If I were to describe the past decade in one word, it would be: polarised.
Across the world, the far right has raised its ugly head. Neofascist movements effectively tapped into pre-existing prejudices and the anger caused by years of neoliberalism, austerity and deprivation. Governments formed or inspired by the radical right stirred hate and attacked the rights of women and minorities: whether that’s Jews, Muslims, migrants, Traveller communities and gay or transgender people.
On the other hand, progressive movements grew: demanding the right to decide what to do with one’s body, to walk the streets without fear of rape or harassment, to not be discriminated against in the workplace, to love who you love and be true to who you are. In the streets, online, in parliaments and workplaces they made themselves heard, changing millions of minds and transforming conversations.
These are the kind of movements I owe my political formation to. Over years and decades, I’ve had to unlearn ideas and behaviours that all of us were, in one way or another, socialised into. As a man I know I have much to learn for other equality movements and that this learning is a life-long journey.
My time as an MP has made me more aware of the power dynamics that exist in society: between men and women, between people of different backgrounds and ethnicities, between those in positions of power and those with very little of it. I know I have made mistakes, and I am grateful for those who both challenged me and gave me the space to grow.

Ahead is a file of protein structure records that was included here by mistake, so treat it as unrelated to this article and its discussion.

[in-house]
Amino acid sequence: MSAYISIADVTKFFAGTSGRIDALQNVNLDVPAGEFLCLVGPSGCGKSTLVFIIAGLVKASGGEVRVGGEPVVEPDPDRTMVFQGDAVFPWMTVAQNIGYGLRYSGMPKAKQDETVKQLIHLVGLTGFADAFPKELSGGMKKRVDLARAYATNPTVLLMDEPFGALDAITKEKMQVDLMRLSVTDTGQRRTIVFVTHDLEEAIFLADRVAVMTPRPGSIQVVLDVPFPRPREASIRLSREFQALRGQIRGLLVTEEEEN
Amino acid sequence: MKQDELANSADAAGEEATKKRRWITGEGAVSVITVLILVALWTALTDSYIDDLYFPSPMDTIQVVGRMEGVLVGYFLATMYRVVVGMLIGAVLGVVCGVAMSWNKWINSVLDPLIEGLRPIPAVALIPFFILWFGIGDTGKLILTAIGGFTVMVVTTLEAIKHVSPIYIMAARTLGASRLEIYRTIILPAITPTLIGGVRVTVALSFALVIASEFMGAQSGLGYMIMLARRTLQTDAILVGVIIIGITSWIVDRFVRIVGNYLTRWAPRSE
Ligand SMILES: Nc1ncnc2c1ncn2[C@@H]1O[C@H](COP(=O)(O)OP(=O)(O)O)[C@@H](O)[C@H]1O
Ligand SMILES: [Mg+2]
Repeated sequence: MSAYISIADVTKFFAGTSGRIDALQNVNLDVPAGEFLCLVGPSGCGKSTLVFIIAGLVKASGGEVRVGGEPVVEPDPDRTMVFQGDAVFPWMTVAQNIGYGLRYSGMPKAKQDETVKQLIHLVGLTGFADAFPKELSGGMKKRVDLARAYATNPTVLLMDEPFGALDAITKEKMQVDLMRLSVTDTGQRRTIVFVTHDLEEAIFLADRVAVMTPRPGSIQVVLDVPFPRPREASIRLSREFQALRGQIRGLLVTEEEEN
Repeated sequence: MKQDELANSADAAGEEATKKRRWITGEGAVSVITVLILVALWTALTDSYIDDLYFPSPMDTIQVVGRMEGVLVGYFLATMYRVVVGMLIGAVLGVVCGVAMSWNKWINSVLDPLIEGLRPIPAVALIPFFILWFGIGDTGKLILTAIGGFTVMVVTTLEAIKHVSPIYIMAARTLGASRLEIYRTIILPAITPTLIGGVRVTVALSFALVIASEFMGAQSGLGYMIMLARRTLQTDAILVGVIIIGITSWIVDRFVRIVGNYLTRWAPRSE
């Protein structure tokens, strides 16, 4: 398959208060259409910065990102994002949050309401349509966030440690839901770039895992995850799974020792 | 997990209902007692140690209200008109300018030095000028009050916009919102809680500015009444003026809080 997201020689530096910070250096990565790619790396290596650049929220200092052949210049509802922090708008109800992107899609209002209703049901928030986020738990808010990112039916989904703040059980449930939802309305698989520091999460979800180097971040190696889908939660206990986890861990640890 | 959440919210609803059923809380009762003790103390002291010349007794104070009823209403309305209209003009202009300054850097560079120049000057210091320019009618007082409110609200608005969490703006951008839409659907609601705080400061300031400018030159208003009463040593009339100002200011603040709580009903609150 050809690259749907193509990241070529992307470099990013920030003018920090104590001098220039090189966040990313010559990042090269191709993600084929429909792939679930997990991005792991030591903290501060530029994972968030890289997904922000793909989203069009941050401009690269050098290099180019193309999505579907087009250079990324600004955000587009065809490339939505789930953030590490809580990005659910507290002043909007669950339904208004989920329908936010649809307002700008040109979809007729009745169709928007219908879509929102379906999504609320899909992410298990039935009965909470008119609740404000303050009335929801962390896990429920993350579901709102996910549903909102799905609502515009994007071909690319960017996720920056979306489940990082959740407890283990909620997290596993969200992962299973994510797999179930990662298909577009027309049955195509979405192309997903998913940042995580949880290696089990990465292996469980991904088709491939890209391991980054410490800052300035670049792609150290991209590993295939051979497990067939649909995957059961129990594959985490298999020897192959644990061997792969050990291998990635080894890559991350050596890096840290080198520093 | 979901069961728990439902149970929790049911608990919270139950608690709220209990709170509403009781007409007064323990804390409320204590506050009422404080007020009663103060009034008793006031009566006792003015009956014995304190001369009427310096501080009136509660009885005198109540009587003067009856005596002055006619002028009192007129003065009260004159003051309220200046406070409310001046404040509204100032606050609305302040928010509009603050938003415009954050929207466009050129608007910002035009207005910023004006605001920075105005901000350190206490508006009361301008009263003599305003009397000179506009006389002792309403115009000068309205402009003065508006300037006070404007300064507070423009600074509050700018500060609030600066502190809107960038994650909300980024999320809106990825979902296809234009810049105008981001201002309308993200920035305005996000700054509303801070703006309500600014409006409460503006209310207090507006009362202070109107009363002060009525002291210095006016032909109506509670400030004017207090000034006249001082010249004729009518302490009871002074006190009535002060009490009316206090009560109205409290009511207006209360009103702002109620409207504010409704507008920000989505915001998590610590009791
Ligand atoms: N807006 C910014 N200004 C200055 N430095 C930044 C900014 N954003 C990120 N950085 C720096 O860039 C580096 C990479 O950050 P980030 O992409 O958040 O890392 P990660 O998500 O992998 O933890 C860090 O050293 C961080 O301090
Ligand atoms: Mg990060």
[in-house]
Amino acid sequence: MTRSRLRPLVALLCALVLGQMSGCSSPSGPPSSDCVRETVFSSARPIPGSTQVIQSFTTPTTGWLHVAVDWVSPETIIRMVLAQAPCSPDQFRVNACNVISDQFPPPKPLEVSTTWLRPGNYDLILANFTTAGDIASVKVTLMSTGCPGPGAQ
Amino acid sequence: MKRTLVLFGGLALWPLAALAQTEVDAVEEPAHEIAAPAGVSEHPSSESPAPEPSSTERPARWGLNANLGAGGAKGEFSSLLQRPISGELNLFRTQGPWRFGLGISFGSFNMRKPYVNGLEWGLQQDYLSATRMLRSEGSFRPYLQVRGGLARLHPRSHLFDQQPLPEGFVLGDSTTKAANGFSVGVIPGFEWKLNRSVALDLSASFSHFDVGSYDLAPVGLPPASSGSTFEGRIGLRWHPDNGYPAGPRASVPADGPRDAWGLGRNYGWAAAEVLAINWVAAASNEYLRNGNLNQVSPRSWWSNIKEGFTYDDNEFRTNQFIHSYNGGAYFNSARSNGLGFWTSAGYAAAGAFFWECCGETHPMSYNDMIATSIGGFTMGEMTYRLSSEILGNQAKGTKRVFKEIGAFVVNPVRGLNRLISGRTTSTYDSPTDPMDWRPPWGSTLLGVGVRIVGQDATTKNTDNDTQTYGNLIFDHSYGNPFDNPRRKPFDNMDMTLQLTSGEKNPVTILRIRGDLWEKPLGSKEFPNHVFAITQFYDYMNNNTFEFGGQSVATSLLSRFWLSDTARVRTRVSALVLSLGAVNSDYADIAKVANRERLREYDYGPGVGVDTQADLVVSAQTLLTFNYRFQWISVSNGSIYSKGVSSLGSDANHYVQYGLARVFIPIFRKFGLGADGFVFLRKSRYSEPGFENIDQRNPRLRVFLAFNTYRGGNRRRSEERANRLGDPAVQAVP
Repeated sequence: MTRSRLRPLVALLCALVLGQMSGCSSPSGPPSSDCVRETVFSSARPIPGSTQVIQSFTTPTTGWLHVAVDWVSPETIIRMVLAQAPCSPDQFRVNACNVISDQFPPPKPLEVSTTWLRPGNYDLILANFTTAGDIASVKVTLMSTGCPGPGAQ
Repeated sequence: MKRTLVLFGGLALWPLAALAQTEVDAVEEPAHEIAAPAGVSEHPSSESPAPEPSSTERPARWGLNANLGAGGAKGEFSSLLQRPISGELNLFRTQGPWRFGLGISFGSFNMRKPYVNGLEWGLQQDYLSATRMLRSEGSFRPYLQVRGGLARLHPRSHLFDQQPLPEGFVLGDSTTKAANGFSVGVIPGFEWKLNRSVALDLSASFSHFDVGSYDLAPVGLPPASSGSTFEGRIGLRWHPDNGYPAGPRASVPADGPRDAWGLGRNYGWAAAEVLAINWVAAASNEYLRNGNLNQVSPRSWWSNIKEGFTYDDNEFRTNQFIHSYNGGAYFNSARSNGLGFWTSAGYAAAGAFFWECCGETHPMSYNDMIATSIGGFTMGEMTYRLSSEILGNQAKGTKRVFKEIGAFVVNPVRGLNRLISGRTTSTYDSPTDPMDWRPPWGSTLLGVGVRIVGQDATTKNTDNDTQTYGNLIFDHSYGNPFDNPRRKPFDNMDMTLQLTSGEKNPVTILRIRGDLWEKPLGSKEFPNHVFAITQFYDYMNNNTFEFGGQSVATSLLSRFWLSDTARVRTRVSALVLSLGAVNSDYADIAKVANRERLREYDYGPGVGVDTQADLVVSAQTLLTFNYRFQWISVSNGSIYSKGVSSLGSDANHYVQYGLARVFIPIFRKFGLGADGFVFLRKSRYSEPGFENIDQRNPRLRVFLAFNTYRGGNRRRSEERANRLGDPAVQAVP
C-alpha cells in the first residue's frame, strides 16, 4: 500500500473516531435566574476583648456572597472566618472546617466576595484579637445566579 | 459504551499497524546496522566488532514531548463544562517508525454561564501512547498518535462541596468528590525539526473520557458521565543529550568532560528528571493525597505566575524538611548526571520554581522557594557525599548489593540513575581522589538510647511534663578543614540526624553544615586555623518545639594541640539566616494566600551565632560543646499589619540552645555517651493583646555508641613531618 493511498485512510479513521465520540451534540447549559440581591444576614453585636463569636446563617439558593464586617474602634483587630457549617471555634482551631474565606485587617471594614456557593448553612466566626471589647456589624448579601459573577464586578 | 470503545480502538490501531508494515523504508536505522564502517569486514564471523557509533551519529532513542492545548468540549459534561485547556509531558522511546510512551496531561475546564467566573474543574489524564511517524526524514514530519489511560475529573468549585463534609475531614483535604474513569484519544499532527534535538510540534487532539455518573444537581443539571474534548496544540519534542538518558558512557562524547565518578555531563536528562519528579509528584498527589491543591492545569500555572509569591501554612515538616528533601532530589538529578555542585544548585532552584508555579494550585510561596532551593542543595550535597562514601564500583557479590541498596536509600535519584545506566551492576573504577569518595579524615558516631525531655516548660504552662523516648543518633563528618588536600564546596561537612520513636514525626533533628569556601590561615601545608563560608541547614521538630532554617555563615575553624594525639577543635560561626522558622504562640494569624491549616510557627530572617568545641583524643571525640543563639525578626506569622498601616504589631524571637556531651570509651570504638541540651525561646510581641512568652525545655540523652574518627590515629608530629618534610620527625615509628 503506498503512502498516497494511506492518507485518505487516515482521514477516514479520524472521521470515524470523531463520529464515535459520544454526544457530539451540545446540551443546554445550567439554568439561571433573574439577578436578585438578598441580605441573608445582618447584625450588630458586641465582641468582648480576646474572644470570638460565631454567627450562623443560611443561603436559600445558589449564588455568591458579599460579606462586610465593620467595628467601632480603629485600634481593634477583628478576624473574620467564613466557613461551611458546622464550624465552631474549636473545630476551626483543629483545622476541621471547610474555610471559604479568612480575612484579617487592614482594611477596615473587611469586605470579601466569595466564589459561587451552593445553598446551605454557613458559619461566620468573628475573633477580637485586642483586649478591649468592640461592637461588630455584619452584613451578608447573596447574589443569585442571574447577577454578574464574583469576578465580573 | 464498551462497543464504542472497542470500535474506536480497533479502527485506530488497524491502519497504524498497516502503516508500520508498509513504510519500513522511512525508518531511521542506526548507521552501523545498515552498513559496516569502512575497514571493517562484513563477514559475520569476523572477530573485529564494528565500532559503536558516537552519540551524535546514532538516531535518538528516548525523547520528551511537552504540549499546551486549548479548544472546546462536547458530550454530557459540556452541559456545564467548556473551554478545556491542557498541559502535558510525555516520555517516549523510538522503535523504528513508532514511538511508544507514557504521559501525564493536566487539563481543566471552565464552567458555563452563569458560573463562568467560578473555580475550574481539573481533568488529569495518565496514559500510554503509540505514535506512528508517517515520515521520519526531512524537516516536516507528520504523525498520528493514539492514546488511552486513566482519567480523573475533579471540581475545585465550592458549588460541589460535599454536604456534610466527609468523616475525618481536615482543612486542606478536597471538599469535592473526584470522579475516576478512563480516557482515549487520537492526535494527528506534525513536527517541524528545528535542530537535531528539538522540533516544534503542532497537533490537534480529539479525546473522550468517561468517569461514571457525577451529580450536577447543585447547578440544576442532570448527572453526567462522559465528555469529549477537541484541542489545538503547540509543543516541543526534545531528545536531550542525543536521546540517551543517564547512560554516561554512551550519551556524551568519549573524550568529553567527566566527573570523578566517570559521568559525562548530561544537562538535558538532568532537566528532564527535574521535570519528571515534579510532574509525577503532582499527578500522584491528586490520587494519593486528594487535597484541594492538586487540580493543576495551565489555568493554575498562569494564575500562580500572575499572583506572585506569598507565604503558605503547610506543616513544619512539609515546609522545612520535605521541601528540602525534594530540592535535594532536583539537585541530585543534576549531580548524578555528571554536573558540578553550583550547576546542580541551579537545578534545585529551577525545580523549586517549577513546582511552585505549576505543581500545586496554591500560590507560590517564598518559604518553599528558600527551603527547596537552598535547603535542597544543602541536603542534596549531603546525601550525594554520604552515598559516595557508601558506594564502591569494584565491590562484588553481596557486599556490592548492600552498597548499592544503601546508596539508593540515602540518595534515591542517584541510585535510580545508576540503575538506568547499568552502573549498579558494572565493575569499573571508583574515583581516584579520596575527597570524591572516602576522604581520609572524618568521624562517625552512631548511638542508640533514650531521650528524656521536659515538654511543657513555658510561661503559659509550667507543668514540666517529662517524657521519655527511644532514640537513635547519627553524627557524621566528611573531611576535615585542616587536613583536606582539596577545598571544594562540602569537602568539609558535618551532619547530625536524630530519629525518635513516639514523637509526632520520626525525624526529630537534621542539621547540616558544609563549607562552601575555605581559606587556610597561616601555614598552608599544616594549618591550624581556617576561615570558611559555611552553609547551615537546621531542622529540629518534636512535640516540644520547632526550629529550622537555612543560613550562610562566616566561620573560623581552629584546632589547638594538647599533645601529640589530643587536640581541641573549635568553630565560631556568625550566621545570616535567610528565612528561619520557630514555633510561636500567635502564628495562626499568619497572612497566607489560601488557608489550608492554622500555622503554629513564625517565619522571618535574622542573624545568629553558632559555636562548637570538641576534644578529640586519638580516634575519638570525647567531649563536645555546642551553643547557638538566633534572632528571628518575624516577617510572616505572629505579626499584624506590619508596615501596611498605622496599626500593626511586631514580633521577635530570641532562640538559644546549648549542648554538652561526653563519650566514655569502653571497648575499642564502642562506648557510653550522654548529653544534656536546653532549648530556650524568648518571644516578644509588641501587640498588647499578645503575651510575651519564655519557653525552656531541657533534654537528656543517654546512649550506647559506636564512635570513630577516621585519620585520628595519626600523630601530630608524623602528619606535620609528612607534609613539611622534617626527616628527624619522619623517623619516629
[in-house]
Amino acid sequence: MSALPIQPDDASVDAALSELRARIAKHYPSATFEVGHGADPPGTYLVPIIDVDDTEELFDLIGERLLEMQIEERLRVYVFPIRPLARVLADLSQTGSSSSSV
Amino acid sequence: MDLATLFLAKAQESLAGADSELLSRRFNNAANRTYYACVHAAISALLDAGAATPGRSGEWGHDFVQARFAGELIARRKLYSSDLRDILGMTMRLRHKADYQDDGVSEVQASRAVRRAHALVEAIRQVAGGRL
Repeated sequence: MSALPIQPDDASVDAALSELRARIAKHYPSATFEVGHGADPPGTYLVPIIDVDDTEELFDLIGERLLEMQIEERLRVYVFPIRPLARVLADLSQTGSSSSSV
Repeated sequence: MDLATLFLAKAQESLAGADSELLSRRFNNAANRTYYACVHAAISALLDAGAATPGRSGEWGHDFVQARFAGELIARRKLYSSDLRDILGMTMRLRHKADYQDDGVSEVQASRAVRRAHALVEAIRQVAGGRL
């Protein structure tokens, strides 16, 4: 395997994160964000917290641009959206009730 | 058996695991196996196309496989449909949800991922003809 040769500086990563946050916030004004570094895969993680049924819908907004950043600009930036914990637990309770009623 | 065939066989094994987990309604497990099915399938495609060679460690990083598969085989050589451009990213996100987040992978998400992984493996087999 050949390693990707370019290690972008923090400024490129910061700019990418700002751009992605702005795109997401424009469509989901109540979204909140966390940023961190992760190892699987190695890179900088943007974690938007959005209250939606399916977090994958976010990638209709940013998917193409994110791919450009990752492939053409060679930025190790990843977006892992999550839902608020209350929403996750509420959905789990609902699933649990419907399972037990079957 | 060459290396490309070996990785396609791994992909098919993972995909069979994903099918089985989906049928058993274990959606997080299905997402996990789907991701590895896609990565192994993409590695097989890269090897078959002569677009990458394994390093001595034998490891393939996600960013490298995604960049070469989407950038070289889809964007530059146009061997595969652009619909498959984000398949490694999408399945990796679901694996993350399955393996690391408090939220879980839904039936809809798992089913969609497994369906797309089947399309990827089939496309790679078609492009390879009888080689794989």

A lot has been said since the election about the need to listen to voters - and we should. But we must lead as well. We need to meet people where they are, speak a language that everyone can understand, but not give an inch to racism, sexism and prejudice. Our party is at a critical juncture where we face a stark choice. Do we attempt to mimic right wing frames around migration and a distorted view of patriotism that contributes to the country becoming more xenophobic, isolationist and inward looking? Or do we champion the benefits of internationalism and build solidarity between our diverse communities through greater social and economic equality? Social conservatism means nothing short of turning back the clock on hard-won rights for women, LGBTQ communities and race equality and I will resist our party going down this route with every bone in my body.
Contrary to the picture that’s often painted, the working class does not just consist of socially conservative straight white men. It’s also the black Uber driver, the homeless transgender teenager, the migrant cleaner. If Labour doesn’t stand for them, it doesn’t stand for the working class.
My feminist values are rooted in my socialist values. The number of women CEOs in Britain’s biggest companies is irrelevant if they pay their women workers poverty wages or discriminate against black employees.
Liberation and equality will never come from the top down but through organising from the ground up, and our Labour movement has a crucial role to play in fighting for it.